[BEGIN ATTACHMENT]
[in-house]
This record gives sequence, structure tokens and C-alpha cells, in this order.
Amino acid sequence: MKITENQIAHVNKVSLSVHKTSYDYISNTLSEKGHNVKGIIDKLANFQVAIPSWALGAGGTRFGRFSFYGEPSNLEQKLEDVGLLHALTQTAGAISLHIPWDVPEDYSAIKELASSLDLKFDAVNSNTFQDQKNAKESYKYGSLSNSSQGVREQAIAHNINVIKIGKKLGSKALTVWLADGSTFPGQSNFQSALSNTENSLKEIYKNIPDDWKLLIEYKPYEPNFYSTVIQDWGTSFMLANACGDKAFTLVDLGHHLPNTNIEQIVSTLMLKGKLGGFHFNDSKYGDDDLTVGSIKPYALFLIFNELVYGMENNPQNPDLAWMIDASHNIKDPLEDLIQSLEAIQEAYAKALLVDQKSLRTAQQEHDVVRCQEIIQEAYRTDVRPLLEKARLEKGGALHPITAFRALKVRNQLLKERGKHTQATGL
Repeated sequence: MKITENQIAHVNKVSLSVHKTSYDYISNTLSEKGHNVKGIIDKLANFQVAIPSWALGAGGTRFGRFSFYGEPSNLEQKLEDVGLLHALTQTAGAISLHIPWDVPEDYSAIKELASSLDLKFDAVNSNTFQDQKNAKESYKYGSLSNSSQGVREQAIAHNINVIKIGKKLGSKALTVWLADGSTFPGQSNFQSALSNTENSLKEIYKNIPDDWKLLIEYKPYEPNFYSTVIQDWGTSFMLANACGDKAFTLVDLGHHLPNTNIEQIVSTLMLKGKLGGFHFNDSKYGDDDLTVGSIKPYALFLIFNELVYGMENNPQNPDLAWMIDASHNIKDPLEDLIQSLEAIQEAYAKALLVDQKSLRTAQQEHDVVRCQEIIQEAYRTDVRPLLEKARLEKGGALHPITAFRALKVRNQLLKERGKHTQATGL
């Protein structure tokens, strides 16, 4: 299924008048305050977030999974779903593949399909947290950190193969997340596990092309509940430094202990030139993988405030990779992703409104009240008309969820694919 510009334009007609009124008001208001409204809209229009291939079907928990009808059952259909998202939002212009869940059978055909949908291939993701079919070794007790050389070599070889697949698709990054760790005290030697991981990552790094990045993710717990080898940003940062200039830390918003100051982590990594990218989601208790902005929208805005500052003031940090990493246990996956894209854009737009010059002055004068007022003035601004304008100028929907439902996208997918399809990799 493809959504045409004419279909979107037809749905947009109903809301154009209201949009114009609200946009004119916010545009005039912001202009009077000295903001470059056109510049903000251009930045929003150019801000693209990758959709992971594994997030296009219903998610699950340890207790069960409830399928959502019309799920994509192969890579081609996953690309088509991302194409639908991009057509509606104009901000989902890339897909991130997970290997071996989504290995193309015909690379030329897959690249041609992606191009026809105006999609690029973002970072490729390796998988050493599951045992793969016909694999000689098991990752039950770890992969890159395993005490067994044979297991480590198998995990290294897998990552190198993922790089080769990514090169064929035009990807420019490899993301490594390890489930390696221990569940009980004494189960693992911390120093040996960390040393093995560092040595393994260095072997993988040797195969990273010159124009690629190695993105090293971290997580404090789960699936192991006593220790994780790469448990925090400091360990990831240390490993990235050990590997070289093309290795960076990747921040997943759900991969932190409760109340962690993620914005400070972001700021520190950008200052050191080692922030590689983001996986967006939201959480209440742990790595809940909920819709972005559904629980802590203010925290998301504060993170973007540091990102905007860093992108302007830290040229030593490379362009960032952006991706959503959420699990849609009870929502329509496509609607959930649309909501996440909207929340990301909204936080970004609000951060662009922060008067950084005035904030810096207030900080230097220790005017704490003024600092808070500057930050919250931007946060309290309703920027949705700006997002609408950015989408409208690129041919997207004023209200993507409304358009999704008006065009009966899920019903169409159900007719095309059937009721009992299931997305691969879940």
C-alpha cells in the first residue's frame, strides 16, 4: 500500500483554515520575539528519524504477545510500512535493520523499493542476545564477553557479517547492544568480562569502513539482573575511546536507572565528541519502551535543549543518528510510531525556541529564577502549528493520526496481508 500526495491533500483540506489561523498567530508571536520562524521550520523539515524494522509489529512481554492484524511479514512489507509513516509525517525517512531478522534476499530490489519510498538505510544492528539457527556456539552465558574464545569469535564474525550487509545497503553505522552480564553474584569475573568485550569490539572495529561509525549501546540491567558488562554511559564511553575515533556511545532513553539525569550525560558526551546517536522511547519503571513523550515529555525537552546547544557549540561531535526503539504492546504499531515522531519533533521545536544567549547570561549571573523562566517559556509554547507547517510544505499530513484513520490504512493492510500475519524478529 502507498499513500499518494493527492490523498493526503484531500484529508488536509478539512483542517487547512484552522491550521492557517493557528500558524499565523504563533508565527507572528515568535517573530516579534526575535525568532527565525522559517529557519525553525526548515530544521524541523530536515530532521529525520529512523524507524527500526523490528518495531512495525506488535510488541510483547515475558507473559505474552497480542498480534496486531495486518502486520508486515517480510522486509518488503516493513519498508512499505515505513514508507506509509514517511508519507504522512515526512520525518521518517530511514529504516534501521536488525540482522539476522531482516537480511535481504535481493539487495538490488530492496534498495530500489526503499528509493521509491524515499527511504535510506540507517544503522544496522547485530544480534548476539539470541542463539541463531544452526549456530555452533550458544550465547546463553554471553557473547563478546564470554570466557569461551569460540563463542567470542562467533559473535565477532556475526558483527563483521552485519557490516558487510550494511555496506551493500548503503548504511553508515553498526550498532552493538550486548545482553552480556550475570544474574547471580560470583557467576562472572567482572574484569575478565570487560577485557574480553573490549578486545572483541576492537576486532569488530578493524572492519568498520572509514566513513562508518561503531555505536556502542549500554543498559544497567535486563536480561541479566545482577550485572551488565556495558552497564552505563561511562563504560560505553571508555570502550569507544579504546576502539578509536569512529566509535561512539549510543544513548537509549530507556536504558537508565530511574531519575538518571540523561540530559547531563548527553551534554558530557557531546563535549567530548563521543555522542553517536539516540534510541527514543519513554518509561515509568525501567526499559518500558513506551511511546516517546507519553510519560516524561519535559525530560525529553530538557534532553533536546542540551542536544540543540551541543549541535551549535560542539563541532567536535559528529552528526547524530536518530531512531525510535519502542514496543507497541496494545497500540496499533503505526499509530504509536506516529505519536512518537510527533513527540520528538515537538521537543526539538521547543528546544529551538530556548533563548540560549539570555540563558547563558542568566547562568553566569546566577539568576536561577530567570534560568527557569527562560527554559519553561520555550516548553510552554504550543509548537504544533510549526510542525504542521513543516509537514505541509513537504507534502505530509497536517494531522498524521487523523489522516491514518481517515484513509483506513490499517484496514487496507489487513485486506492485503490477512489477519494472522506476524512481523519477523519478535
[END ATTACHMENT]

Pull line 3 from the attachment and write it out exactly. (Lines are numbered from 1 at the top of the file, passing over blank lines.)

Amino acid sequence: MKITENQIAHVNKVSLSVHKTSYDYISNTLSEKGHNVKGIIDKLANFQVAIPSWALGAGGTRFGRFSFYGEPSNLEQKLEDVGLLHALTQTAGAISLHIPWDVPEDYSAIKELASSLDLKFDAVNSNTFQDQKNAKESYKYGSLSNSSQGVREQAIAHNINVIKIGKKLGSKALTVWLADGSTFPGQSNFQSALSNTENSLKEIYKNIPDDWKLLIEYKPYEPNFYSTVIQDWGTSFMLANACGDKAFTLVDLGHHLPNTNIEQIVSTLMLKGKLGGFHFNDSKYGDDDLTVGSIKPYALFLIFNELVYGMENNPQNPDLAWMIDASHNIKDPLEDLIQSLEAIQEAYAKALLVDQKSLRTAQQEHDVVRCQEIIQEAYRTDVRPLLEKARLEKGGALHPITAFRALKVRNQLLKERGKHTQATGL